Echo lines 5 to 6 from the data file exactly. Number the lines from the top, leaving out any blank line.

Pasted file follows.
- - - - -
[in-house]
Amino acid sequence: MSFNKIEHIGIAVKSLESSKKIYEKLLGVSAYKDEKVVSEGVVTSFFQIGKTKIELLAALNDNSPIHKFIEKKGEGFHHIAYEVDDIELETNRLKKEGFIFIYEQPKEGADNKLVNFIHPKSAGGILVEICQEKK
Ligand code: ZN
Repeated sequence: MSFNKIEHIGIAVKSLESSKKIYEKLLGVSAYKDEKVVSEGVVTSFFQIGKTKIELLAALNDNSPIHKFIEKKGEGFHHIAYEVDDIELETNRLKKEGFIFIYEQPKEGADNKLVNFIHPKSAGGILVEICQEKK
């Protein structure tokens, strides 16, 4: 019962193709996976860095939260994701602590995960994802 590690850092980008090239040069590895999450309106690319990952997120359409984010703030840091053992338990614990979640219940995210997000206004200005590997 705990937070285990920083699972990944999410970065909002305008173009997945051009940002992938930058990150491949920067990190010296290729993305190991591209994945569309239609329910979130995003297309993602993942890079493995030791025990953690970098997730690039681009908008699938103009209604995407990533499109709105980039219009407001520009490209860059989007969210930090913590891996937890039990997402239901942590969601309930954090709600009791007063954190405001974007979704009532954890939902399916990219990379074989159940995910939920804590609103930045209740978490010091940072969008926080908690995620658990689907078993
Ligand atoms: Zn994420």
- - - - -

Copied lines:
């Protein structure tokens, strides 16, 4: 019962193709996976860095939260994701602590995960994802 590690850092980008090239040069590895999450309106690319990952997120359409984010703030840091053992338990614990979640219940995210997000206004200005590997 705990937070285990920083699972990944999410970065909002305008173009997945051009940002992938930058990150491949920067990190010296290729993305190991591209994945569309239609329910979130995003297309993602993942890079493995030791025990953690970098997730690039681009908008699938103009209604995407990533499109709105980039219009407001520009490209860059989007969210930090913590891996937890039990997402239901942590969601309930954090709600009791007063954190405001974007979704009532954890939902399916990219990379074989159940995910939920804590609103930045209740978490010091940072969008926080908690995620658990689907078993
Ligand atoms: Zn994420």